MT VOID 04/11/08 -- Vol. 26, No. 41, Whole Number 1488

MT VOID 04/11/08 -- Vol. 26, No. 41, Whole Number 1488

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Mt. Holz Science Fiction Society
04/11/08 -- Vol. 26, No. 41, Whole Number 1488

Table of Contents

      El Honcho Grande: Mark Leeper, La Honcha Bonita: Evelyn Leeper, Back issues at All material copyright by author unless otherwise noted. All comments sent will be assumed authorized for inclusion unless otherwise noted. To subscribe, send mail to To unsubscribe, send mail to

How Can I Tell? (comments by Mark R. Leeper):

I found sunflower hulls on the floor in the den that were not there the night before. I told Evelyn, "I can tell you must have been up in the night." "I can't hide anything from you, can I?" she responded. That is the kind of question that worries me. Now how would I ever know? [-mrl]

Films of Dubious Science Fictionness (comments by Mark R. Leeper):

IO9 publishes a list of "15 great movies you didn't know were science fiction":

Readers might find the article of interest, though in some cases I thought it was obvious the choices were science fiction and in the rest I think the author is on really tenuous ground, such as with BRIMSTONE AND TREACLE. Incidentally, "brimstone and treacle" was considered a healthful tonic back around the time of Dickens. The author of this article seems unaware of that. [-mrl]

Rock Band and Superman (comments by Mark R. Leeper):

A couple of items have come up related to recent editorials.

We were talking about ideas recycled from science fiction films, and there was a piece on the BBC about an electronic game called "Guitar Hero" and its successor game called "Rock Band". Apparently, your peripheral device for this game looks like a big rock guitar but it has five buttons instead of strings. They play the rock music and tell you what notes to hit. If you hit the right note fast enough you are rewarded. You are in some sort of electronic screen, I guess, and you appear to yourself to be in stadium and there is an audience of thousands of adoring fans cheering you on to hit all the right buttons. They show you the notes to play and you press the right buttons and your simulated adoring virtual fans go wild.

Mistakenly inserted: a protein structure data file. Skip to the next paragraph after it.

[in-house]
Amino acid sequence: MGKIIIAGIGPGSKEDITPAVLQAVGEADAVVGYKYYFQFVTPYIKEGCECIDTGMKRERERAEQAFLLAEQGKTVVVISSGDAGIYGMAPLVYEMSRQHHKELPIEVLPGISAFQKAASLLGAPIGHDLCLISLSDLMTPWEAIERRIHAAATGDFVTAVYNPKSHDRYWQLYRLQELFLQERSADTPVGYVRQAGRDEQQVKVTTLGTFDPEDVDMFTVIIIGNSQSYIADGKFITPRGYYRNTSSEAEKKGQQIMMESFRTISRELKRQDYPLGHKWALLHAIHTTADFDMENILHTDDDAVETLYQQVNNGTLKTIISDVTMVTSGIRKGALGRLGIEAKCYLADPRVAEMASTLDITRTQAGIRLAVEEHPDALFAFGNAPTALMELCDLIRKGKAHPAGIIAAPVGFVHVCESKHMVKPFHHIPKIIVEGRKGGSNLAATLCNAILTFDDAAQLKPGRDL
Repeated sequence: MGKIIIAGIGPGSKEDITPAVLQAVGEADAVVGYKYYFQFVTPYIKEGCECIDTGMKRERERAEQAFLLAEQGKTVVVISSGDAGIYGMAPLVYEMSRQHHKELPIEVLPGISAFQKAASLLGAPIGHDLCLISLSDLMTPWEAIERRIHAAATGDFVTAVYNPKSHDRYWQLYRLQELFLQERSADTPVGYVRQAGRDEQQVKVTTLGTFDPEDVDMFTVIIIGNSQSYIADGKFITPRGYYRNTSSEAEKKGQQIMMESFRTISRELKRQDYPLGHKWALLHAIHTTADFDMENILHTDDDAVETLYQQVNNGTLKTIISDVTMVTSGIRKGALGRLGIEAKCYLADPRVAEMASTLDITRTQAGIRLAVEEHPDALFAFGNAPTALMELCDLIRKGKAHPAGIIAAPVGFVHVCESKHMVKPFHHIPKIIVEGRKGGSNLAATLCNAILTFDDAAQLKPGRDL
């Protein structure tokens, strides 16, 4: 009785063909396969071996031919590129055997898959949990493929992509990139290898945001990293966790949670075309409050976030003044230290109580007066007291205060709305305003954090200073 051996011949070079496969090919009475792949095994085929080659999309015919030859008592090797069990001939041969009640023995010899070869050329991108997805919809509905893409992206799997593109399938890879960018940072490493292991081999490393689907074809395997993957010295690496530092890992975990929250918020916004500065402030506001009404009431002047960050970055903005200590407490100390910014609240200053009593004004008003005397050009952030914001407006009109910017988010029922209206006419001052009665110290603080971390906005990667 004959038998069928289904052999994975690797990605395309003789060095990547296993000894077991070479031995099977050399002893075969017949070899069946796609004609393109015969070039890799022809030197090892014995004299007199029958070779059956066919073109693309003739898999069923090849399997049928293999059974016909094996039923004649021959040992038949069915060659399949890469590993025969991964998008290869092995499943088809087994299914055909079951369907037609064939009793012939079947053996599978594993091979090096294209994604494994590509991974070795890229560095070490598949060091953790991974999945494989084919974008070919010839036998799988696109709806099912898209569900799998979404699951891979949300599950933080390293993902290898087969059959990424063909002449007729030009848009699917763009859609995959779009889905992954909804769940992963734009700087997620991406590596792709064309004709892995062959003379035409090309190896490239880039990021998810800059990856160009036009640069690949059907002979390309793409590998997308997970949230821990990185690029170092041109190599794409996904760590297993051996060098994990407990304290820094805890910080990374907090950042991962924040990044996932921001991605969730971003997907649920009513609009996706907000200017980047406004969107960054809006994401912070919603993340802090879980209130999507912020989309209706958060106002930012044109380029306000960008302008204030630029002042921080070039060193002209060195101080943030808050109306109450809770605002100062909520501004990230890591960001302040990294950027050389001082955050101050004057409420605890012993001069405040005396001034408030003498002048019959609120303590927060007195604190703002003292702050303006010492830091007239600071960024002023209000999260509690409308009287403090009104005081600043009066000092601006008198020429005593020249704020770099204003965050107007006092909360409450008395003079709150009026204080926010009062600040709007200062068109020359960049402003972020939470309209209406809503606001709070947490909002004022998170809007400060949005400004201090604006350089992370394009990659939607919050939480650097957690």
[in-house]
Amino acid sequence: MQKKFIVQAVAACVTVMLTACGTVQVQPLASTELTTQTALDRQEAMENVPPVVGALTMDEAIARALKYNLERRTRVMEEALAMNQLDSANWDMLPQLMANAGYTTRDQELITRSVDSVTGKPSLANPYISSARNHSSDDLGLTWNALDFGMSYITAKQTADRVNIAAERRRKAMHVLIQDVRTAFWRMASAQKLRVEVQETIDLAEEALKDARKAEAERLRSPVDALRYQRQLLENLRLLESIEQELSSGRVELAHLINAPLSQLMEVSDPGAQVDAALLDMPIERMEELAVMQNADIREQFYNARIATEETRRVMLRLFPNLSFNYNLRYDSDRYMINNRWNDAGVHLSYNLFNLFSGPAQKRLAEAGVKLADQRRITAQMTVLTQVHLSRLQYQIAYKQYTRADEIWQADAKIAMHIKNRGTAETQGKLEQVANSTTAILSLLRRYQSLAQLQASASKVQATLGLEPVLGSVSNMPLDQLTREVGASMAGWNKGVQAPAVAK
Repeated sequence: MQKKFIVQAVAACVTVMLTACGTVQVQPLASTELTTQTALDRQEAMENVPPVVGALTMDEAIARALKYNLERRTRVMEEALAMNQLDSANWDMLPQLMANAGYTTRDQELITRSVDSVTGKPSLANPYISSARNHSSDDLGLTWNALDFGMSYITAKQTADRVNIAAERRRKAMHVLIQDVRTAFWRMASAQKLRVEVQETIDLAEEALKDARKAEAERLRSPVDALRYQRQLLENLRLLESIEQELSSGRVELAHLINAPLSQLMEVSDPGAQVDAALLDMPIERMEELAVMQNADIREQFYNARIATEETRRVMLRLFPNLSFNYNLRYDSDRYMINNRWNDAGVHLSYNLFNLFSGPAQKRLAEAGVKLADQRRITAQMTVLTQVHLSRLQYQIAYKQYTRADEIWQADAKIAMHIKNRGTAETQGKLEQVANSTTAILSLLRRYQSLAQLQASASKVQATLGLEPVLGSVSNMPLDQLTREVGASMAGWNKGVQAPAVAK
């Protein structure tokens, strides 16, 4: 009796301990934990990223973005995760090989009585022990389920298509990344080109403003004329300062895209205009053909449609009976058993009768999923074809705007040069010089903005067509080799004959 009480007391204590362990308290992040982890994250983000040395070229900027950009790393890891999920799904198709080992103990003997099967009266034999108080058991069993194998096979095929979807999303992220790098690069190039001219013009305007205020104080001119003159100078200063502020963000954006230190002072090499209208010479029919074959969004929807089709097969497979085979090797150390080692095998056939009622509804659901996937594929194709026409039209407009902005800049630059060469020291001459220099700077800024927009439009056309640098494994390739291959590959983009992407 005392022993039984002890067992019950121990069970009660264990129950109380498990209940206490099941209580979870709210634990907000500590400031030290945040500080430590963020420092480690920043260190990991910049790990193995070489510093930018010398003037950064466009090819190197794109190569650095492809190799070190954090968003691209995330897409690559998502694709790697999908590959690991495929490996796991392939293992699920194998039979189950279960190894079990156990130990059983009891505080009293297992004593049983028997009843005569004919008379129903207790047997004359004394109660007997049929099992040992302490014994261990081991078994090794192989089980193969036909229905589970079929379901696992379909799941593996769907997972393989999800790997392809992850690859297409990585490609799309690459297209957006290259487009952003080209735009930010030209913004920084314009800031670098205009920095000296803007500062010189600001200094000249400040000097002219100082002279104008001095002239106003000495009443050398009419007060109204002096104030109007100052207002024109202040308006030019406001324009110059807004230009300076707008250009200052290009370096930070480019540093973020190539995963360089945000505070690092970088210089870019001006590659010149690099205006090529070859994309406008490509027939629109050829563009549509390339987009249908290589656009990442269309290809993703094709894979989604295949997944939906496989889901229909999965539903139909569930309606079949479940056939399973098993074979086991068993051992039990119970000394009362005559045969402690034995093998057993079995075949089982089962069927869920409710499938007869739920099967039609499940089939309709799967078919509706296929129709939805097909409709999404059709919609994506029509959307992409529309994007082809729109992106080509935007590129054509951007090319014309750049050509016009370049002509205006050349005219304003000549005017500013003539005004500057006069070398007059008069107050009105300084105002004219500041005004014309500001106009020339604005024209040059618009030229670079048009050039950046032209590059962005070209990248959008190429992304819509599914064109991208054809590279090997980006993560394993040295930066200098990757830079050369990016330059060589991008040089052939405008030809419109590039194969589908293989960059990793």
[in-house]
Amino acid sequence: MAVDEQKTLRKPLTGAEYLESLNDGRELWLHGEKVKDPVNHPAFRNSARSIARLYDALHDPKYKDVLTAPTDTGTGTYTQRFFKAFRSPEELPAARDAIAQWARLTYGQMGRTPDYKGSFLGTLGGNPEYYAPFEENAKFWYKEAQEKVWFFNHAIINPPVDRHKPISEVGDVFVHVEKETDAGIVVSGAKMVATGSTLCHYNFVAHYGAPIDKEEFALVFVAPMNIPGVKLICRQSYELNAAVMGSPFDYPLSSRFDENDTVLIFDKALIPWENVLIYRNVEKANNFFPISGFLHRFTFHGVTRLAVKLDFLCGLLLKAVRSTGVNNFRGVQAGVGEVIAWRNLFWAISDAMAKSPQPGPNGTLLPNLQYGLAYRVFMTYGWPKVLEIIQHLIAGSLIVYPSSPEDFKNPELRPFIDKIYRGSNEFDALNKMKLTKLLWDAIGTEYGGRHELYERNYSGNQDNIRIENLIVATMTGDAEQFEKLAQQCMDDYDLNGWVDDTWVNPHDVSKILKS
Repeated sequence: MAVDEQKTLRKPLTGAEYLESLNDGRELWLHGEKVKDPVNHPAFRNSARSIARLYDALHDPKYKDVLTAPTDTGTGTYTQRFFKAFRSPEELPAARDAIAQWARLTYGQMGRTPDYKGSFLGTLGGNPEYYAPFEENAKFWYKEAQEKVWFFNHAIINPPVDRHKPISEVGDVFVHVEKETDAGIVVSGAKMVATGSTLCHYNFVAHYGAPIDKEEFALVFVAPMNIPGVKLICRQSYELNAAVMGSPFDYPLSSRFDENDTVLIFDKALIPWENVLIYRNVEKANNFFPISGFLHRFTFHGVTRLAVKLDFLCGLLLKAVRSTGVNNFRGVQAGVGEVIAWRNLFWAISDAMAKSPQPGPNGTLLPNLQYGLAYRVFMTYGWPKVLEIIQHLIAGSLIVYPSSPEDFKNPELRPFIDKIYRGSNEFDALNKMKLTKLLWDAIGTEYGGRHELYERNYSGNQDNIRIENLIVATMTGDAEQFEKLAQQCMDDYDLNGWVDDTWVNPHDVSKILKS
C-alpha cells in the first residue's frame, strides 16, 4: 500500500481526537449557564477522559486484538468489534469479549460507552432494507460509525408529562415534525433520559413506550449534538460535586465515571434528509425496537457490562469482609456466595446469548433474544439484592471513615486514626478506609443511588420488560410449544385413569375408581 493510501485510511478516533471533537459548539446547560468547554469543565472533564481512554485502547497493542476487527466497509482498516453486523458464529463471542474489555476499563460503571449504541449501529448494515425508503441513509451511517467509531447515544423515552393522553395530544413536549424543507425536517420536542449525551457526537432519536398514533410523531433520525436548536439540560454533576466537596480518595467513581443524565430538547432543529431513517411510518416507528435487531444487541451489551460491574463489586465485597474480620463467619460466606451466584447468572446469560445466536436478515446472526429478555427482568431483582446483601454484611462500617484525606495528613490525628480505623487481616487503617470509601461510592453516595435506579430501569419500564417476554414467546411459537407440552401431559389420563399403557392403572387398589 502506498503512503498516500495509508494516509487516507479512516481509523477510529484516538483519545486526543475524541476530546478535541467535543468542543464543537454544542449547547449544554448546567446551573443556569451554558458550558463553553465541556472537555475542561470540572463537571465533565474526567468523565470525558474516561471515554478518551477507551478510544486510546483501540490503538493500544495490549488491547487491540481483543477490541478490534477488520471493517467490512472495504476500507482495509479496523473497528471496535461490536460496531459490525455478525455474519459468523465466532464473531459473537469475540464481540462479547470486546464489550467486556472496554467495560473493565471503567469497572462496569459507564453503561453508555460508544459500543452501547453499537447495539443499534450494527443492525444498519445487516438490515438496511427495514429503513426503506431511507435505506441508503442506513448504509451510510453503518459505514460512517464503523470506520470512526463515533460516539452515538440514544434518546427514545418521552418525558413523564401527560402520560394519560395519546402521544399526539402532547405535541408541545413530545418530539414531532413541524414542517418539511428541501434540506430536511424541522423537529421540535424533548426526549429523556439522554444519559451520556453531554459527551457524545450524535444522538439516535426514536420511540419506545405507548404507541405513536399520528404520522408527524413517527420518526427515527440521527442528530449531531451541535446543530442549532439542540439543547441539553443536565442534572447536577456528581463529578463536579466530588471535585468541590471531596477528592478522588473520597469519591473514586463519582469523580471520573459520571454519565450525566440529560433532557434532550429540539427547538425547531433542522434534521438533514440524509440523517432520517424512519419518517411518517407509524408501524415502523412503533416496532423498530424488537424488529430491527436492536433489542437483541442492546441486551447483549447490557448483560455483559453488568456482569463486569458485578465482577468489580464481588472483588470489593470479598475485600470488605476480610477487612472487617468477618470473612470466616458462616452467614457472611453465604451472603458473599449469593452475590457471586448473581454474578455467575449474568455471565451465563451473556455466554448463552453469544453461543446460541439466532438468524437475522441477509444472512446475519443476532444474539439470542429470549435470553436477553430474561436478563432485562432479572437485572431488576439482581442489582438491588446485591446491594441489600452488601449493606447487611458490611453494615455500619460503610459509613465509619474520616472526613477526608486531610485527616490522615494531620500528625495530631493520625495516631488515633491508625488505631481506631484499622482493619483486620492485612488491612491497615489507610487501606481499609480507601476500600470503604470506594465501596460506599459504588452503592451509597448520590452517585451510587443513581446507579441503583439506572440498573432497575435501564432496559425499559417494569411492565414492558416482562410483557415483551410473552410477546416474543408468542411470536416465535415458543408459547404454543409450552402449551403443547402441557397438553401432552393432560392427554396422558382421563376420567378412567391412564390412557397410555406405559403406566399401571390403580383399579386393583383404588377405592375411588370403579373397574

It is really a variant on a test that I saw done with chickens. A screen tells them which button to peck and they peck it. If they peck correctly they get some dried corn to eat. The chicken gets the real corn, by the way. She can feel it in her beak. She can taste it. She can swallow it. The Rock Band game- player, perhaps not quite as able to martial the same intellect will be happy with a pre-recorded electronic atta-boy from loving fans who do not really exist.

But it struck me that this idea was actually recycled from FAHRENHEIT 451. It is a higher-tech version of the television game that Julie Christie's character Linda played. She sees a play in which a lot of apparently intelligent people are stymied by a simple problem. They give the problem to Linda who solves it in the obvious way. A goggled-eyed electronic character looks straight at Linda and tells her, "Linda, you're absolutely fantastic." That is really what these Rock Band game sounds like, only Rock Band is much jazzier. Bradbury came up with it first.

I assume it also has a setting so that the kids who cannot peck the right keys will still the virtual reward. Flip a switch and even if the kid can't cut the mustard he still gets the reward. This sort of switch is known as a "Kobayashi Maru Workaround".

Also, I was just mentioning Superman in regards to the Ku Klux Klan just as Superman was in the news for another reason.

The courts have awarded the families of Jerome Siegel and Joseph Schuster partial control of the copyright for the Superman character. It was Siegel and Schuster who created the Superman character in the first place.